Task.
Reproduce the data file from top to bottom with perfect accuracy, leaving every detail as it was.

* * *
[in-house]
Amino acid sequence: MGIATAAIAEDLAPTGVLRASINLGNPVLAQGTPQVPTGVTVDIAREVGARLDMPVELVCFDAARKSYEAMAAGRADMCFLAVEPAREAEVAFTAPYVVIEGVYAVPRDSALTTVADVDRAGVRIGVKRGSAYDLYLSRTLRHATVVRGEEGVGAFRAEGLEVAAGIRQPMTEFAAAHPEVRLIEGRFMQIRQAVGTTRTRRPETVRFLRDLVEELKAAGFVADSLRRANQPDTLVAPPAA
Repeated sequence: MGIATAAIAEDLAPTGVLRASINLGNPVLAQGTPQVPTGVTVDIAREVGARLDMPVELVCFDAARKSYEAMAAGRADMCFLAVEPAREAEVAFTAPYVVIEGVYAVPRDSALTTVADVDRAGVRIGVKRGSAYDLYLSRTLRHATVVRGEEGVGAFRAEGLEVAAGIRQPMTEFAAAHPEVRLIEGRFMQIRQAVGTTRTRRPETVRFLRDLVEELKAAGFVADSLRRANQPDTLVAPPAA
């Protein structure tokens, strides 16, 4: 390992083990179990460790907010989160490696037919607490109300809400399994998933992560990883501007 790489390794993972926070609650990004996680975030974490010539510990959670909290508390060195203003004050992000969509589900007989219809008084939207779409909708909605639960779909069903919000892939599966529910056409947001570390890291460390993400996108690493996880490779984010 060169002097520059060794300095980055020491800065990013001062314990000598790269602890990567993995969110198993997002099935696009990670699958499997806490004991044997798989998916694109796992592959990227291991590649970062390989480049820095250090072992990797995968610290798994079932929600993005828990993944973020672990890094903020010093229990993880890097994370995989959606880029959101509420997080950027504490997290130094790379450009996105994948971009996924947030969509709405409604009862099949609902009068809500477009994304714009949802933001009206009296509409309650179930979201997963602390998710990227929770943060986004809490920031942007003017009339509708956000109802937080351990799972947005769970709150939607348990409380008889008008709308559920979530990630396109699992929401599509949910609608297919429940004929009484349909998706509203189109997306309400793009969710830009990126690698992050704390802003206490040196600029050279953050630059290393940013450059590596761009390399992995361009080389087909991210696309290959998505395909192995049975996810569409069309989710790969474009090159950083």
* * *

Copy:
[in-house]
Amino acid sequence: MGIATAAIAEDLAPTGVLRASINLGNPVLAQGTPQVPTGVTVDIAREVGARLDMPVELVCFDAARKSYEAMAAGRADMCFLAVEPAREAEVAFTAPYVVIEGVYAVPRDSALTTVADVDRAGVRIGVKRGSAYDLYLSRTLRHATVVRGEEGVGAFRAEGLEVAAGIRQPMTEFAAAHPEVRLIEGRFMQIRQAVGTTRTRRPETVRFLRDLVEELKAAGFVADSLRRANQPDTLVAPPAA
Repeated sequence: MGIATAAIAEDLAPTGVLRASINLGNPVLAQGTPQVPTGVTVDIAREVGARLDMPVELVCFDAARKSYEAMAAGRADMCFLAVEPAREAEVAFTAPYVVIEGVYAVPRDSALTTVADVDRAGVRIGVKRGSAYDLYLSRTLRHATVVRGEEGVGAFRAEGLEVAAGIRQPMTEFAAAHPEVRLIEGRFMQIRQAVGTTRTRRPETVRFLRDLVEELKAAGFVADSLRRANQPDTLVAPPAA
């Protein structure tokens, strides 16, 4: 390992083990179990460790907010989160490696037919607490109300809400399994998933992560990883501007 790489390794993972926070609650990004996680975030974490010539510990959670909290508390060195203003004050992000969509589900007989219809008084939207779409909708909605639960779909069903919000892939599966529910056409947001570390890291460390993400996108690493996880490779984010 060169002097520059060794300095980055020491800065990013001062314990000598790269602890990567993995969110198993997002099935696009990670699958499997806490004991044997798989998916694109796992592959990227291991590649970062390989480049820095250090072992990797995968610290798994079932929600993005828990993944973020672990890094903020010093229990993880890097994370995989959606880029959101509420997080950027504490997290130094790379450009996105994948971009996924947030969509709405409604009862099949609902009068809500477009994304714009949802933001009206009296509409309650179930979201997963602390998710990227929770943060986004809490920031942007003017009339509708956000109802937080351990799972947005769970709150939607348990409380008889008008709308559920979530990630396109699992929401599509949910609608297919429940004929009484349909998706509203189109997306309400793009969710830009990126690698992050704390802003206490040196600029050279953050630059290393940013450059590596761009390399992995361009080389087909991210696309290959998505395909192995049975996810569409069309989710790969474009090159950083």